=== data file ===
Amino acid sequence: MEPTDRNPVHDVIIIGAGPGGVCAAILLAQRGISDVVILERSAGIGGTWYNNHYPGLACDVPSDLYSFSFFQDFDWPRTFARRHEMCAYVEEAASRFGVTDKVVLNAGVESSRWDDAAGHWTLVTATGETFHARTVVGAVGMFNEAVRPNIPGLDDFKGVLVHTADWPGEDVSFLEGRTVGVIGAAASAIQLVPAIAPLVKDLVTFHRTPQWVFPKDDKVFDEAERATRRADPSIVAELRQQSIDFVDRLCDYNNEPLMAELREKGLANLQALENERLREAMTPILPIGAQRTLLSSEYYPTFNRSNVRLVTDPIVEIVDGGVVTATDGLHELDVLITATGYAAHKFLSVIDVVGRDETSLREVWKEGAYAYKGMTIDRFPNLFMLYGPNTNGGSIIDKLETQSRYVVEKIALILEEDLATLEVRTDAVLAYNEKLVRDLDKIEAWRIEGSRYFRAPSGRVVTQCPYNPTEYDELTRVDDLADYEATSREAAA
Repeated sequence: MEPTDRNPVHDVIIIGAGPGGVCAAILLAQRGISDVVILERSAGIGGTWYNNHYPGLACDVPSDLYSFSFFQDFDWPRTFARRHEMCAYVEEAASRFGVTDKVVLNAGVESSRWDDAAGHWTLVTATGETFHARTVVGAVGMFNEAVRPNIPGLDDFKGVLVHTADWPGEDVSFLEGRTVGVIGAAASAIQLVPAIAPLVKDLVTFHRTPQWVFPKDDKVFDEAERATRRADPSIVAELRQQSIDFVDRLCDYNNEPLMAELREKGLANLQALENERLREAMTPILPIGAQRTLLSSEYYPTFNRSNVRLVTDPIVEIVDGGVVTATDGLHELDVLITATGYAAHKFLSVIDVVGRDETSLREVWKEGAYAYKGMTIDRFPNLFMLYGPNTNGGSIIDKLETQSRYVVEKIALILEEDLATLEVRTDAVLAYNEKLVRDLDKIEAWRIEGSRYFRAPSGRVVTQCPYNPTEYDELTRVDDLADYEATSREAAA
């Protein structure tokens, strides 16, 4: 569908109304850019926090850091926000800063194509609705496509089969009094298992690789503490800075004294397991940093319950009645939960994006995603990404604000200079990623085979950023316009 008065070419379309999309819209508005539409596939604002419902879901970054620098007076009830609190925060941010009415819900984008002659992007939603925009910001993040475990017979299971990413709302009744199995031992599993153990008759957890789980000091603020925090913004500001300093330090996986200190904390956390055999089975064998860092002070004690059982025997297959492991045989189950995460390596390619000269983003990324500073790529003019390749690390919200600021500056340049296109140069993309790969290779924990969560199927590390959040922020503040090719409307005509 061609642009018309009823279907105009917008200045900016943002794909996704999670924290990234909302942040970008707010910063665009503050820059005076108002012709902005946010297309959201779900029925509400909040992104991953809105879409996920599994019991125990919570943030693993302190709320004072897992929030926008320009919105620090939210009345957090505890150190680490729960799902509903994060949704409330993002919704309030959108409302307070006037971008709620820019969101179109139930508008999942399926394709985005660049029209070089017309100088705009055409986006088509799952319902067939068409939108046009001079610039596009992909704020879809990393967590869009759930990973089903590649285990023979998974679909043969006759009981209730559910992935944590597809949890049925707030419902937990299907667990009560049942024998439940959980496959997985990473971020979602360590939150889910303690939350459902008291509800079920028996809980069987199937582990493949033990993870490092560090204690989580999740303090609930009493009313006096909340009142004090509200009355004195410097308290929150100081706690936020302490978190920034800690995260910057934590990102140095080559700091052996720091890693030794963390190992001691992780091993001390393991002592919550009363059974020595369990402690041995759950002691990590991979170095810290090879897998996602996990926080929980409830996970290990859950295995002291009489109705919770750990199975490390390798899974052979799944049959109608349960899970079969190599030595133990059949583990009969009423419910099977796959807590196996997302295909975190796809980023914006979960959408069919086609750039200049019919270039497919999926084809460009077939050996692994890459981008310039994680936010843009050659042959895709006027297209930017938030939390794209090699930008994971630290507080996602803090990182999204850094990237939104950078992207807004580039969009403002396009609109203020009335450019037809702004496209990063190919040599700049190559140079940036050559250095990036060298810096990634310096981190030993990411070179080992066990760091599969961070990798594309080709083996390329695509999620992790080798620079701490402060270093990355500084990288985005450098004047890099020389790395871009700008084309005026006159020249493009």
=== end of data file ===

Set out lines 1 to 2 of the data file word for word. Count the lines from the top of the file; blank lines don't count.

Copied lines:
Amino acid sequence: MEPTDRNPVHDVIIIGAGPGGVCAAILLAQRGISDVVILERSAGIGGTWYNNHYPGLACDVPSDLYSFSFFQDFDWPRTFARRHEMCAYVEEAASRFGVTDKVVLNAGVESSRWDDAAGHWTLVTATGETFHARTVVGAVGMFNEAVRPNIPGLDDFKGVLVHTADWPGEDVSFLEGRTVGVIGAAASAIQLVPAIAPLVKDLVTFHRTPQWVFPKDDKVFDEAERATRRADPSIVAELRQQSIDFVDRLCDYNNEPLMAELREKGLANLQALENERLREAMTPILPIGAQRTLLSSEYYPTFNRSNVRLVTDPIVEIVDGGVVTATDGLHELDVLITATGYAAHKFLSVIDVVGRDETSLREVWKEGAYAYKGMTIDRFPNLFMLYGPNTNGGSIIDKLETQSRYVVEKIALILEEDLATLEVRTDAVLAYNEKLVRDLDKIEAWRIEGSRYFRAPSGRVVTQCPYNPTEYDELTRVDDLADYEATSREAAA
Repeated sequence: MEPTDRNPVHDVIIIGAGPGGVCAAILLAQRGISDVVILERSAGIGGTWYNNHYPGLACDVPSDLYSFSFFQDFDWPRTFARRHEMCAYVEEAASRFGVTDKVVLNAGVESSRWDDAAGHWTLVTATGETFHARTVVGAVGMFNEAVRPNIPGLDDFKGVLVHTADWPGEDVSFLEGRTVGVIGAAASAIQLVPAIAPLVKDLVTFHRTPQWVFPKDDKVFDEAERATRRADPSIVAELRQQSIDFVDRLCDYNNEPLMAELREKGLANLQALENERLREAMTPILPIGAQRTLLSSEYYPTFNRSNVRLVTDPIVEIVDGGVVTATDGLHELDVLITATGYAAHKFLSVIDVVGRDETSLREVWKEGAYAYKGMTIDRFPNLFMLYGPNTNGGSIIDKLETQSRYVVEKIALILEEDLATLEVRTDAVLAYNEKLVRDLDKIEAWRIEGSRYFRAPSGRVVTQCPYNPTEYDELTRVDDLADYEATSREAAA